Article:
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Not Exactly Clearing Things Up

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By Dan Froomkin
Special to washingtonpost.com
Thursday, February 16, 2006; 1:00 PM

Vice President Cheney's sit-down with Fox News yesterday ended his four days of hiding out after shooting a 78-year-old lawyer in a hunting accident. Speaking with Brit Hume, Cheney publicly accepted responsibility for the shooting and called it "one of the worst days of my life."

But he did little to clear up the many mysteries swirling around the shooting and his decision to keep it secret for almost a day.

For instance: Was Cheney reckless? Obviously, the shooting of Harry Whittington was an accident, but could it have been prevented? Understanding what happened would require a much more detailed recounting than Cheney -- or any of the other witnesses -- have given thus far.

In fact, where are all those other witnesses? Why haven't we heard in more detail from Cheney's other hunting partner that afternoon, Ambassador to Switzerland Pamela Willeford? Even more significantly, why haven't we heard a word from the hunting guide on horseback who it turns out was right there, as well? Or from the Secret Service, which was presumably keeping an eye on things?

What was the real reason Cheney didn't want to make a public announcement right away? Even the generally deferential Hume didn't buy Cheney's repeated insistence that he was waiting to get accurate information about his victim's condition: "But there were some things you knew. I mean, you knew the man had been shot, you knew he was injured, you knew he was in the hospital, and you knew you'd shot him," Hume said.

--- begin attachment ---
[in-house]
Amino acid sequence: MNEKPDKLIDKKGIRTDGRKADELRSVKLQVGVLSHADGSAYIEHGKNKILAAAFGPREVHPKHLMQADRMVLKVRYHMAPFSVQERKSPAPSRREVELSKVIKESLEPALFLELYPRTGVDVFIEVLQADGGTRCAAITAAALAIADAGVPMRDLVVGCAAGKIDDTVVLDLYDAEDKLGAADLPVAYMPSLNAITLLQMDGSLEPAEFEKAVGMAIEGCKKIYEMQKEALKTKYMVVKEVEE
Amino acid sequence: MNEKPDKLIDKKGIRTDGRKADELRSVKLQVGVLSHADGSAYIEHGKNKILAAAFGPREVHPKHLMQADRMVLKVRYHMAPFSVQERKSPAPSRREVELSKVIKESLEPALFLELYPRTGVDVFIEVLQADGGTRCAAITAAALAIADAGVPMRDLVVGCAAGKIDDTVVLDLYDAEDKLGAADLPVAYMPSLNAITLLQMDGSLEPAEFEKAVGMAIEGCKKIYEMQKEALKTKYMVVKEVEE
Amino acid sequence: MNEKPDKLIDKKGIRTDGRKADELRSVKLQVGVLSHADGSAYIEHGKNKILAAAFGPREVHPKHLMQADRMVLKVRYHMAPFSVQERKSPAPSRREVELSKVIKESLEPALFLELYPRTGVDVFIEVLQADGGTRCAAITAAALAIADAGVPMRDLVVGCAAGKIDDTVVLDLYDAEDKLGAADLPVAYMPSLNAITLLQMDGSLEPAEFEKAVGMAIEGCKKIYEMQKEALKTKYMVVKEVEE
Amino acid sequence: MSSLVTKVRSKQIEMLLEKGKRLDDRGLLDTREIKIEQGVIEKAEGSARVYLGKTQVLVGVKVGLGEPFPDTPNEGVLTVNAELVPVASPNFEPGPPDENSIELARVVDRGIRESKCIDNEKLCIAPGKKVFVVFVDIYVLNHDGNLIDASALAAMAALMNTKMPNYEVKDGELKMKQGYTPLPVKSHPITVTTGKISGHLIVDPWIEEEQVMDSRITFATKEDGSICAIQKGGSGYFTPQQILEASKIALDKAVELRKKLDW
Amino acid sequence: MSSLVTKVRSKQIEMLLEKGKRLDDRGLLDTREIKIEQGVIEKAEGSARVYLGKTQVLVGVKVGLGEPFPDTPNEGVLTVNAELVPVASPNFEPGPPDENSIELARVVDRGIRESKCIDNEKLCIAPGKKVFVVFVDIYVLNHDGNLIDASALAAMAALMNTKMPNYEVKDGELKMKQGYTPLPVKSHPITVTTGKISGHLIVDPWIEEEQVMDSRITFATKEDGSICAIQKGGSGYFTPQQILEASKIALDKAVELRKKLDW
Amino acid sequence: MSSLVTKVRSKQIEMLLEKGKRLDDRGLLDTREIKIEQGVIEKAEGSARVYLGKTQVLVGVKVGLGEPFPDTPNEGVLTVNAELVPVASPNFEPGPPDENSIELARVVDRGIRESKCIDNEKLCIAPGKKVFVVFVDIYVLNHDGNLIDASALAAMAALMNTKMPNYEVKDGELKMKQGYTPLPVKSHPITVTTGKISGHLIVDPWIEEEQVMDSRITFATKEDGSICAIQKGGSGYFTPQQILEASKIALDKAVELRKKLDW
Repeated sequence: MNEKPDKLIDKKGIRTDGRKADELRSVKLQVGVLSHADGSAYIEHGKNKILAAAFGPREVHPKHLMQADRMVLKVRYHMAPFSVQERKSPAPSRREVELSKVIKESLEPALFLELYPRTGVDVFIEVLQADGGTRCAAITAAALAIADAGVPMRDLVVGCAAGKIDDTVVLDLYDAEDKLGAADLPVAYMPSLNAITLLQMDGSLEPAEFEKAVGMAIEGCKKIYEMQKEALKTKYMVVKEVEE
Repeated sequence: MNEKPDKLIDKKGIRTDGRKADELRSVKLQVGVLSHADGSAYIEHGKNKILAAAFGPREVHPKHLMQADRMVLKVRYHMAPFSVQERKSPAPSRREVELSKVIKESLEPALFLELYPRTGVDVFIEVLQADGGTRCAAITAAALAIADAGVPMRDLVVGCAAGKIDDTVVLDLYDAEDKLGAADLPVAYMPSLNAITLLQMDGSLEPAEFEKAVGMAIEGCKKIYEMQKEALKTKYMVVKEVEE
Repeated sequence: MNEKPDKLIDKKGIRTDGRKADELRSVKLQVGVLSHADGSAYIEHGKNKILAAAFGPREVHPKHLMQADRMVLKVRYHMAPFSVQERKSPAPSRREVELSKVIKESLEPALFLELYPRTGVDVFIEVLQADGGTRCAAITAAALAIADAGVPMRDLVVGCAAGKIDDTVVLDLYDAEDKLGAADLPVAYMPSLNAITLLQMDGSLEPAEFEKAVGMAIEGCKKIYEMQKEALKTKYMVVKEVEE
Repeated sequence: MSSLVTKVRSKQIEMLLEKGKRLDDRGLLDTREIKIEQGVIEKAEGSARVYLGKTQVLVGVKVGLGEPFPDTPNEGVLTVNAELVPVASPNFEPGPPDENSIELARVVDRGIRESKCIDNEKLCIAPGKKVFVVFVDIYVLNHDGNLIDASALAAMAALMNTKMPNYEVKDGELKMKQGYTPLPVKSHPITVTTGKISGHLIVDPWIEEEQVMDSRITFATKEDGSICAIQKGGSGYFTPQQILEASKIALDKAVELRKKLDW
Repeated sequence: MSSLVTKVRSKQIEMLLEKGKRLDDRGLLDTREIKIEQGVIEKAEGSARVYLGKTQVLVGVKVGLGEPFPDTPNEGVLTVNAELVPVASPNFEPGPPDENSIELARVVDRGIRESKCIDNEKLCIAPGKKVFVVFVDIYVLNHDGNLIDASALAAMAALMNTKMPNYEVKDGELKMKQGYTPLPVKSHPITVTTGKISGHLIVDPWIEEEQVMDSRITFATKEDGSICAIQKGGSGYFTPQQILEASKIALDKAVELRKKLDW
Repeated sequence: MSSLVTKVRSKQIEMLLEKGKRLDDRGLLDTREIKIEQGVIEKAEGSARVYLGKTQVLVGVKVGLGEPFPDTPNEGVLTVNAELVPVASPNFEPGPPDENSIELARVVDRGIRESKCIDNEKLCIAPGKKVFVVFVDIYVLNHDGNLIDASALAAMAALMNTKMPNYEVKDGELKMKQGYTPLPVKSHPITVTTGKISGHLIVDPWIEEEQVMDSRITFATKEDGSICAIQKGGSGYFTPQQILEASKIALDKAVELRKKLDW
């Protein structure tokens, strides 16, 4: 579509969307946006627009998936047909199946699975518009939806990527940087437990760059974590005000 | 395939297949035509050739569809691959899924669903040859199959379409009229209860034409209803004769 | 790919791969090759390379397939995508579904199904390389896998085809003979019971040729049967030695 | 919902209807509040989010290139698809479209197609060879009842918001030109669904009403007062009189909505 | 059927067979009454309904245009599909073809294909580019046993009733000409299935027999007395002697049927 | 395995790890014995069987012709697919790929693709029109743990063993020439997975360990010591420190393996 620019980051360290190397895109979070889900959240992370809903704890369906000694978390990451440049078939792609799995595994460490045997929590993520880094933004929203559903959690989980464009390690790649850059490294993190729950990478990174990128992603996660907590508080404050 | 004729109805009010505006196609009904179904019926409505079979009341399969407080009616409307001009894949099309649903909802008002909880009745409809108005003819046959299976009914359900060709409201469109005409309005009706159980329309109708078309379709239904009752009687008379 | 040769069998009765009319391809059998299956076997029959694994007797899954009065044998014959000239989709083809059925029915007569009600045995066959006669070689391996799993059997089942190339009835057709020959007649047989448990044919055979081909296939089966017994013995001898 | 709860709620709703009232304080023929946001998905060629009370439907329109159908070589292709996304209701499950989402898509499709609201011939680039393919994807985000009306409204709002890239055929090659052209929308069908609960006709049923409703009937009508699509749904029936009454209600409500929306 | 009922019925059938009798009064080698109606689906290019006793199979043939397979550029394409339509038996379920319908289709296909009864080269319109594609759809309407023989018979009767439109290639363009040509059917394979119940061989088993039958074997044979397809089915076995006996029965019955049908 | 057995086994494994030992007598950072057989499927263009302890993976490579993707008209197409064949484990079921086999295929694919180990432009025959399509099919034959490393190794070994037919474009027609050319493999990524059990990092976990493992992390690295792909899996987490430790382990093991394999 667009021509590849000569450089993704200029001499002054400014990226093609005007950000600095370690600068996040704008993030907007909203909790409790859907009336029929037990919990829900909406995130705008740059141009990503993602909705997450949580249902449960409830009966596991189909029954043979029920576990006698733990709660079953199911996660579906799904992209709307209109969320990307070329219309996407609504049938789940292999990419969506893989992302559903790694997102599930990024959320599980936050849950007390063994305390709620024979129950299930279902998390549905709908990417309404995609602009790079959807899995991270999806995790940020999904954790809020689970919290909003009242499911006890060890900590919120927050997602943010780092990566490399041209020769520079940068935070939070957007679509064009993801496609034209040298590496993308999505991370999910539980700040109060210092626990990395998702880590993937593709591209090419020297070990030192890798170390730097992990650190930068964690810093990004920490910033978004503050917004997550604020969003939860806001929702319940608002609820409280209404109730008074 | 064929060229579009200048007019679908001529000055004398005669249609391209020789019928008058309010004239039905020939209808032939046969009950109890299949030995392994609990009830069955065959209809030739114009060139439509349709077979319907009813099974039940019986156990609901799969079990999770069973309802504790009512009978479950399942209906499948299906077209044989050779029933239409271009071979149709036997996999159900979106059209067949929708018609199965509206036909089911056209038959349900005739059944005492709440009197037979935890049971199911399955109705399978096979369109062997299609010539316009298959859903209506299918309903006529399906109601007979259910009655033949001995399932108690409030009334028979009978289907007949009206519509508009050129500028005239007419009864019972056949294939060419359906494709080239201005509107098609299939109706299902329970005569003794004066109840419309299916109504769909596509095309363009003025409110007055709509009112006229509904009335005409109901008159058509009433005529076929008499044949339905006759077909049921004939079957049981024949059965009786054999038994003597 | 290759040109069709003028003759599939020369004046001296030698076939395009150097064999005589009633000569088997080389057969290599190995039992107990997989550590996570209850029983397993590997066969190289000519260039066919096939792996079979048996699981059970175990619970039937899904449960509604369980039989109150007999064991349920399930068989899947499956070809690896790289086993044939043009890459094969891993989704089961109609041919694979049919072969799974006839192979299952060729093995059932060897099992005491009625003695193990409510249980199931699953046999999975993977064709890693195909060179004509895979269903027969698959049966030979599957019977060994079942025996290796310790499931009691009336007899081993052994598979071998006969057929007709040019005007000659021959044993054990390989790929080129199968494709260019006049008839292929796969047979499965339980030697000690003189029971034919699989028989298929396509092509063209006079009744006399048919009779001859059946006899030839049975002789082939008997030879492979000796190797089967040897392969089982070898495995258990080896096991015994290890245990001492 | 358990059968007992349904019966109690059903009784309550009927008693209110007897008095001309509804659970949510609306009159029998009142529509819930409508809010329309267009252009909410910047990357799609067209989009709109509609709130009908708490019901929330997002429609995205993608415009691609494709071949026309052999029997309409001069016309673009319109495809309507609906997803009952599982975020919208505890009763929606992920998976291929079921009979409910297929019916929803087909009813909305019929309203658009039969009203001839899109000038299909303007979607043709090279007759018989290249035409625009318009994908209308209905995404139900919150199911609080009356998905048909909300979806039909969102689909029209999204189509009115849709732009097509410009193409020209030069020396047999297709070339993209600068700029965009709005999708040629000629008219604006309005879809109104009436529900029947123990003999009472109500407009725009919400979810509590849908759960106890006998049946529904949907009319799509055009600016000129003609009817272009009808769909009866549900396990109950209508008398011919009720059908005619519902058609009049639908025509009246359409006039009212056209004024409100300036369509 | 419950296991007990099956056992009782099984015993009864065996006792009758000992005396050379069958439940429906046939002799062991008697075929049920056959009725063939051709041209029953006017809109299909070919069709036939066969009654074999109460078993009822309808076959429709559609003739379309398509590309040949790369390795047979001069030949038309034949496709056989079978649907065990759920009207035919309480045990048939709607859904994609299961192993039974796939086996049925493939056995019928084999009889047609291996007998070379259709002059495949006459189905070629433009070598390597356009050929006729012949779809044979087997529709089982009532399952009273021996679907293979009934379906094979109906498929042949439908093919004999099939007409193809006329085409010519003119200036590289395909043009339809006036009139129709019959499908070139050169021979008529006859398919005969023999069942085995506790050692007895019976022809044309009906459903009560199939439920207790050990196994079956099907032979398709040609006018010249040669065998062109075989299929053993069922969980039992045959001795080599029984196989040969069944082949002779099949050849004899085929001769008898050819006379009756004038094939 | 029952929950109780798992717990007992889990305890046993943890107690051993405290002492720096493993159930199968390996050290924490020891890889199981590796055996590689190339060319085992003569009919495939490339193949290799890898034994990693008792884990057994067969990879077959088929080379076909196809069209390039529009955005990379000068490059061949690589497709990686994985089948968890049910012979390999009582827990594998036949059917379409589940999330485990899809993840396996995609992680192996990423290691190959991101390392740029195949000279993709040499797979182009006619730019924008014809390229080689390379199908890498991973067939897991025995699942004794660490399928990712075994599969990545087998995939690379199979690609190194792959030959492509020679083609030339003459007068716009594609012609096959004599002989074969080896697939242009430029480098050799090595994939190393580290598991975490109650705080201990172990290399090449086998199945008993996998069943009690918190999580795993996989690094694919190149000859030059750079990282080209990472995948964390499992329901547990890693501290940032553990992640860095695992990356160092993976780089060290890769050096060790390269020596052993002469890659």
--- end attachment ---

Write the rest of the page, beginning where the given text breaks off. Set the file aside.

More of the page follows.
And is Cheney answerable to anyone in the White House?

So Many Unanswered Questions

Here's the transcript and video of the Fox News interview.

Craig Gordon and Tom Brune write in Newsday: "Vice President Dick Cheney's public mea culpa yesterday did little to clear up significant questions surrounding the accidental shooting, including why the White House sat on the story for almost a full day and whether he received preferential treatment from local deputies.

"Here is a look at some of those questions:

"Why didn't Cheney just put the word out Saturday night to avoid risking charges coming from critics now of a cover-up?. . . .

"The White House has an elaborate media operation. Why did Cheney bypass it and the national media outlets that cover the White House around the clock?"

Dick Polman writes in the Philadelphia Inquirer: "Cheney said yesterday that 'the White House was notified' about the shooting Saturday night. But who exactly informed White House chief of staff Andrew Card about the shooting -- without telling Card who the shooter was? Did Card not ask who it was? Shortly thereafter, according to the White House, Card told President Bush that a shooting had occurred but said nothing to Bush about a shooter. Did Bush not ask who it was? . . .


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